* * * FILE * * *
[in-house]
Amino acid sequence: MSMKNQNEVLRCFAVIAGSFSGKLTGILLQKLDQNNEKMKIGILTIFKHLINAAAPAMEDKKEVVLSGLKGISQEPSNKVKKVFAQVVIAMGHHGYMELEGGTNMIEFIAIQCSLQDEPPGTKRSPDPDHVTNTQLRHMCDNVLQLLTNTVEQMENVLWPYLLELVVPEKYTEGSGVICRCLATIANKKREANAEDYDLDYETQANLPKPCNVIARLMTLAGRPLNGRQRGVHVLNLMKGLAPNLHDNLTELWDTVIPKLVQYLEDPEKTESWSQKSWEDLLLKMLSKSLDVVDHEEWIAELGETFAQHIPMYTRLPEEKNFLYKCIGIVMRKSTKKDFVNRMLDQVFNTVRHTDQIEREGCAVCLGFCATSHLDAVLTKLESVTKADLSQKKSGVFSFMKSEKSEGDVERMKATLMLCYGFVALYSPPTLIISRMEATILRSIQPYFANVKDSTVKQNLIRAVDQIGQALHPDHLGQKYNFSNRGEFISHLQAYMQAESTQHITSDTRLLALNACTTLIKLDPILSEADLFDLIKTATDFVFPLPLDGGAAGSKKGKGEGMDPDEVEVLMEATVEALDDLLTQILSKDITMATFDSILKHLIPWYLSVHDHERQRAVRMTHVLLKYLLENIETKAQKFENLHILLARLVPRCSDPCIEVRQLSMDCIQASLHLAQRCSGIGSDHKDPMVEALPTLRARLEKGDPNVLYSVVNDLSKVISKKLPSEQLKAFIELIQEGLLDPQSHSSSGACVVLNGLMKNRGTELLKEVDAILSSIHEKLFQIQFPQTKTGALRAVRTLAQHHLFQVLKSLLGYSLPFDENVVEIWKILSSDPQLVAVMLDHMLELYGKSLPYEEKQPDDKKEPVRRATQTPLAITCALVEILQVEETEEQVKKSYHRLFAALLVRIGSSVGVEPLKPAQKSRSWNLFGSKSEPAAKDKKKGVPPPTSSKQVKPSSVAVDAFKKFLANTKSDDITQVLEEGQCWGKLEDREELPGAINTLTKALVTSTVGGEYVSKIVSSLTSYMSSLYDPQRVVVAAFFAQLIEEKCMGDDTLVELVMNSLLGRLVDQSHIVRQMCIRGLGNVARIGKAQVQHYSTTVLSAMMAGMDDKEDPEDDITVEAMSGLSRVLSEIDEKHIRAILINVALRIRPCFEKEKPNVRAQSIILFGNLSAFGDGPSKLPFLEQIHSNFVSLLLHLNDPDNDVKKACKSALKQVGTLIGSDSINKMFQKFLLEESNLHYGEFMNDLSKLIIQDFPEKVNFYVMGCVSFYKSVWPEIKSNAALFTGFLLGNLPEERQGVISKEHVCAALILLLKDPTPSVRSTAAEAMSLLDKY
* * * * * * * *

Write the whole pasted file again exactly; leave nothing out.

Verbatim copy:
[in-house]
Amino acid sequence: MSMKNQNEVLRCFAVIAGSFSGKLTGILLQKLDQNNEKMKIGILTIFKHLINAAAPAMEDKKEVVLSGLKGISQEPSNKVKKVFAQVVIAMGHHGYMELEGGTNMIEFIAIQCSLQDEPPGTKRSPDPDHVTNTQLRHMCDNVLQLLTNTVEQMENVLWPYLLELVVPEKYTEGSGVICRCLATIANKKREANAEDYDLDYETQANLPKPCNVIARLMTLAGRPLNGRQRGVHVLNLMKGLAPNLHDNLTELWDTVIPKLVQYLEDPEKTESWSQKSWEDLLLKMLSKSLDVVDHEEWIAELGETFAQHIPMYTRLPEEKNFLYKCIGIVMRKSTKKDFVNRMLDQVFNTVRHTDQIEREGCAVCLGFCATSHLDAVLTKLESVTKADLSQKKSGVFSFMKSEKSEGDVERMKATLMLCYGFVALYSPPTLIISRMEATILRSIQPYFANVKDSTVKQNLIRAVDQIGQALHPDHLGQKYNFSNRGEFISHLQAYMQAESTQHITSDTRLLALNACTTLIKLDPILSEADLFDLIKTATDFVFPLPLDGGAAGSKKGKGEGMDPDEVEVLMEATVEALDDLLTQILSKDITMATFDSILKHLIPWYLSVHDHERQRAVRMTHVLLKYLLENIETKAQKFENLHILLARLVPRCSDPCIEVRQLSMDCIQASLHLAQRCSGIGSDHKDPMVEALPTLRARLEKGDPNVLYSVVNDLSKVISKKLPSEQLKAFIELIQEGLLDPQSHSSSGACVVLNGLMKNRGTELLKEVDAILSSIHEKLFQIQFPQTKTGALRAVRTLAQHHLFQVLKSLLGYSLPFDENVVEIWKILSSDPQLVAVMLDHMLELYGKSLPYEEKQPDDKKEPVRRATQTPLAITCALVEILQVEETEEQVKKSYHRLFAALLVRIGSSVGVEPLKPAQKSRSWNLFGSKSEPAAKDKKKGVPPPTSSKQVKPSSVAVDAFKKFLANTKSDDITQVLEEGQCWGKLEDREELPGAINTLTKALVTSTVGGEYVSKIVSSLTSYMSSLYDPQRVVVAAFFAQLIEEKCMGDDTLVELVMNSLLGRLVDQSHIVRQMCIRGLGNVARIGKAQVQHYSTTVLSAMMAGMDDKEDPEDDITVEAMSGLSRVLSEIDEKHIRAILINVALRIRPCFEKEKPNVRAQSIILFGNLSAFGDGPSKLPFLEQIHSNFVSLLLHLNDPDNDVKKACKSALKQVGTLIGSDSINKMFQKFLLEESNLHYGEFMNDLSKLIIQDFPEKVNFYVMGCVSFYKSVWPEIKSNAALFTGFLLGNLPEERQGVISKEHVCAALILLLKDPTPSVRSTAAEAMSLLDKY